Hawaiian Airlines Adds New Simulator for Pilot Training
Hawaiian Airlines will use a new state-of-the-art flight simulator that will be used at its corporate headquarters flight training facility.
The Airbus A321neo Full Flight Simulator will allow the airline to continue its Advanced Qualification Program for pilots using industry-leading technology as the airline prepares to introduce 18 A321neo aircraft to its fleet starting early next year.
“We are excited to invest in our in-house training facility by providing our pilots convenient access to another state-of-the-art simulator, which will also lead to significant cost savings,” said Jon Snook, executive vice president and chief operating officer at Hawaiian Airlines.
Prior to housing its own FFS, Hawaiian utilized third-party facilities in Florida. The FFS features 3D realistic detailing of different major airport scenes and environments including clouds, fog, storms, rain, snow, thunder, buildings roads, bridges, trees and cityscapes that are indistinguishable from the real world.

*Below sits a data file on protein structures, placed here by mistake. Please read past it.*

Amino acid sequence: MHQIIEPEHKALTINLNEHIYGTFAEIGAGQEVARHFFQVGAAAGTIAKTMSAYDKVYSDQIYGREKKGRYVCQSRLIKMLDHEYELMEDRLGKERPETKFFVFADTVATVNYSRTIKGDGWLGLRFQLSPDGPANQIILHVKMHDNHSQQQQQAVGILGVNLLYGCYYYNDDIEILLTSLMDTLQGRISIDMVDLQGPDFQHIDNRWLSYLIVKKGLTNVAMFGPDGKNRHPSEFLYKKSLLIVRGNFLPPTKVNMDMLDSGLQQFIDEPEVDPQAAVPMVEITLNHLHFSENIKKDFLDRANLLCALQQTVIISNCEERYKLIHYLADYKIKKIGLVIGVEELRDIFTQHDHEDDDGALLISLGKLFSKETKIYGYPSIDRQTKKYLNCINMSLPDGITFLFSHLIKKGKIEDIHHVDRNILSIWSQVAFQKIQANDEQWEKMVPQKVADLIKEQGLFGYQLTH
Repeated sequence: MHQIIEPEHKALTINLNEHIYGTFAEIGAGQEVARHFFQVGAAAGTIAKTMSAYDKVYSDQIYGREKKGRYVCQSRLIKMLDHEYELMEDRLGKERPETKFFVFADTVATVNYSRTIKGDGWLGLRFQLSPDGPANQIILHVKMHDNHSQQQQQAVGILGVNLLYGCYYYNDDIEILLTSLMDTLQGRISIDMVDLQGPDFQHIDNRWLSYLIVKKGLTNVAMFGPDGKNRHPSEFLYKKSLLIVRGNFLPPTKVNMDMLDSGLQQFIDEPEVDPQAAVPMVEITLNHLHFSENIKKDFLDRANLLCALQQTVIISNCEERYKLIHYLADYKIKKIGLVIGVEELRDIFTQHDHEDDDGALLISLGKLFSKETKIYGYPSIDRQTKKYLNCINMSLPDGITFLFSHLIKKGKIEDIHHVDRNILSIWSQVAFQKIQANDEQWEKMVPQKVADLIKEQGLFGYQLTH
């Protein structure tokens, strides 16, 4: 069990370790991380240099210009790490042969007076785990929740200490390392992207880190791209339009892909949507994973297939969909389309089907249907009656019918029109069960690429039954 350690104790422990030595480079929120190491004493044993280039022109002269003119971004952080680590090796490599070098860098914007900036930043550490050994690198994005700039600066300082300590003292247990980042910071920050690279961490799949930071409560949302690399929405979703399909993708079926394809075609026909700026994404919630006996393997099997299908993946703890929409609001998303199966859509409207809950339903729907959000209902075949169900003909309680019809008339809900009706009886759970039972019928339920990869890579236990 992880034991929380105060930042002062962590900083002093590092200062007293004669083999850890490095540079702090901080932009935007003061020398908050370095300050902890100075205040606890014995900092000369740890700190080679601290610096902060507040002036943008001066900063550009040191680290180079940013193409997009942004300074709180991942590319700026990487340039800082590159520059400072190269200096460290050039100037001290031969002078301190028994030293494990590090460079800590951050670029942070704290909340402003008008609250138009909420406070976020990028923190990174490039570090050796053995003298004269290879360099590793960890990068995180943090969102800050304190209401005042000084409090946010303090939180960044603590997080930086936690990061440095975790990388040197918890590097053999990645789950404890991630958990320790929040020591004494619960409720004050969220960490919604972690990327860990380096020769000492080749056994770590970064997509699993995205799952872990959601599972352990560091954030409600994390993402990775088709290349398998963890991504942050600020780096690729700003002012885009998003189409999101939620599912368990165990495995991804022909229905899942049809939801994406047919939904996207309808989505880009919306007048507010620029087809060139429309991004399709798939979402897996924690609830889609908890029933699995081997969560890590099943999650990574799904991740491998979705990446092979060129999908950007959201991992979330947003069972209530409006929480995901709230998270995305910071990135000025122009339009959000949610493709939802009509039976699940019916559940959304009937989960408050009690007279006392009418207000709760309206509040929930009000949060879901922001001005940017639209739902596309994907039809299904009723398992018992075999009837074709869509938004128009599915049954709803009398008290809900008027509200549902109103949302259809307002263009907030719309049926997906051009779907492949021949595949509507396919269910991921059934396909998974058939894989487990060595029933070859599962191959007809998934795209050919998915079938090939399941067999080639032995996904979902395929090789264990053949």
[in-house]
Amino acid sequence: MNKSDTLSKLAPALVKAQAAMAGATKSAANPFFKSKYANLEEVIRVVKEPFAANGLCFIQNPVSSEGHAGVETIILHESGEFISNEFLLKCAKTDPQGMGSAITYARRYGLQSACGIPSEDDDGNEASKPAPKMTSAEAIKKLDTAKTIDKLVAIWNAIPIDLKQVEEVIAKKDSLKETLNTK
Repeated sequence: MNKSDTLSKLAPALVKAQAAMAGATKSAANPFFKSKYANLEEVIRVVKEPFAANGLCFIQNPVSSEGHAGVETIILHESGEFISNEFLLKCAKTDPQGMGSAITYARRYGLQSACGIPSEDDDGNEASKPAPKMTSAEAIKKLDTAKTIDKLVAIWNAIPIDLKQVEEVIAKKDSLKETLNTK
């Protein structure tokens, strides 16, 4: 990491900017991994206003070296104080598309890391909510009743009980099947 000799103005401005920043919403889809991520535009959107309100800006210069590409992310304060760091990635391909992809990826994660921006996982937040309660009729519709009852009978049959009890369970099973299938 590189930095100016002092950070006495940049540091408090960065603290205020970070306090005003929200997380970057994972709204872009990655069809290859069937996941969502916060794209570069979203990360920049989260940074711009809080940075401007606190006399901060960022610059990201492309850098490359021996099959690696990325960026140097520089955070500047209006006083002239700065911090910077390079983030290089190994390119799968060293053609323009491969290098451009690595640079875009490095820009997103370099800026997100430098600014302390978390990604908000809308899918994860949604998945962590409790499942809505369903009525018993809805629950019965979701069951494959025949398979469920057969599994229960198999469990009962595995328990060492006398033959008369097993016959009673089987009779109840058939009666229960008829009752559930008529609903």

Hawaiian currently employs more than 600 pilots and anticipates hiring nearly 200 new pilots with the addition of the A321neo fleet.
The airline said it will take delivery of 18 new A321neo aircraft between the fourth quarter of 2017 and 2020, with the first flights scheduled to begin in January.
Training of pilots and instructors associated with the multimillion-dollar FFS will start next month.
The long-range, single-aisle A321neos will complement Hawaiian’s fleet of wide-body, twin-aisle aircraft used for flying between Hawai‘i and the U.S. West Coast.
The A321neo is considered the most fuel-efficient aircraft of its type and will seat 189 passengers in a two-class configuration (First and Coach) and have an operating range of 3,650 nautical miles.
In 2013, Hawaiian became the first Hawai‘i-based carrier to have an on-site FFS when it welcomed its A330 simulator.
The A330 wide-body aircraft has enabled Hawaiian to expand its domestic and international networks in recent years.